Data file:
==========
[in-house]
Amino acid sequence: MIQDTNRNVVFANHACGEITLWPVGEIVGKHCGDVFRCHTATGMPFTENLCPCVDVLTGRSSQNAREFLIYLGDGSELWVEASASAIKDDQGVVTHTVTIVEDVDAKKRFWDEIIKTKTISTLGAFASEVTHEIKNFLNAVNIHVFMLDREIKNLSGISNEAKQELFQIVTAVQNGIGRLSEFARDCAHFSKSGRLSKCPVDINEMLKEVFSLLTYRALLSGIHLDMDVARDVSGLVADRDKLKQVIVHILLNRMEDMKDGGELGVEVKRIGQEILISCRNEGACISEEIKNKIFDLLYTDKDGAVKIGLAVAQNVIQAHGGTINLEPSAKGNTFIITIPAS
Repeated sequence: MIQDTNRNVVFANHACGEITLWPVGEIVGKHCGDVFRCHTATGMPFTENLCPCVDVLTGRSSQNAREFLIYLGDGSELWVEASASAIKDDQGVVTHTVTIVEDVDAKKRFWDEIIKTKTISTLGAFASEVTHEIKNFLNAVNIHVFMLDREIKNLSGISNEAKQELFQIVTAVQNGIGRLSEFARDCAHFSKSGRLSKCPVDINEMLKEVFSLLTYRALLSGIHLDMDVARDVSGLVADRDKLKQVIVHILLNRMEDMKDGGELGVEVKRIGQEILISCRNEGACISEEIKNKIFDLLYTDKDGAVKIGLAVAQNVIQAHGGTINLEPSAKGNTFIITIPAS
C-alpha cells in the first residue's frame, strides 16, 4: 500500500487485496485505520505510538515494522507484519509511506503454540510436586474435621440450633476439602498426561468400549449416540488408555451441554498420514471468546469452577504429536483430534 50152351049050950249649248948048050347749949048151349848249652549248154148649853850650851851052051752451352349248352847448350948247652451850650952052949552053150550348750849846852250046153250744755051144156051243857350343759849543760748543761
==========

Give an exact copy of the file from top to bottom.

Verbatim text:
[in-house]
Amino acid sequence: MIQDTNRNVVFANHACGEITLWPVGEIVGKHCGDVFRCHTATGMPFTENLCPCVDVLTGRSSQNAREFLIYLGDGSELWVEASASAIKDDQGVVTHTVTIVEDVDAKKRFWDEIIKTKTISTLGAFASEVTHEIKNFLNAVNIHVFMLDREIKNLSGISNEAKQELFQIVTAVQNGIGRLSEFARDCAHFSKSGRLSKCPVDINEMLKEVFSLLTYRALLSGIHLDMDVARDVSGLVADRDKLKQVIVHILLNRMEDMKDGGELGVEVKRIGQEILISCRNEGACISEEIKNKIFDLLYTDKDGAVKIGLAVAQNVIQAHGGTINLEPSAKGNTFIITIPAS
Repeated sequence: MIQDTNRNVVFANHACGEITLWPVGEIVGKHCGDVFRCHTATGMPFTENLCPCVDVLTGRSSQNAREFLIYLGDGSELWVEASASAIKDDQGVVTHTVTIVEDVDAKKRFWDEIIKTKTISTLGAFASEVTHEIKNFLNAVNIHVFMLDREIKNLSGISNEAKQELFQIVTAVQNGIGRLSEFARDCAHFSKSGRLSKCPVDINEMLKEVFSLLTYRALLSGIHLDMDVARDVSGLVADRDKLKQVIVHILLNRMEDMKDGGELGVEVKRIGQEILISCRNEGACISEEIKNKIFDLLYTDKDGAVKIGLAVAQNVIQAHGGTINLEPSAKGNTFIITIPAS
C-alpha cells in the first residue's frame, strides 16, 4: 500500500487485496485505520505510538515494522507484519509511506503454540510436586474435621440450633476439602498426561468400549449416540488408555451441554498420514471468546469452577504429536483430534 50152351049050950249649248948048050347749949048151349848249652549248154148649853850650851851052051752451352349248352847448350948247652451850650952052949552053150550348750849846852250046153250744755051144156051243857350343759849543760748543761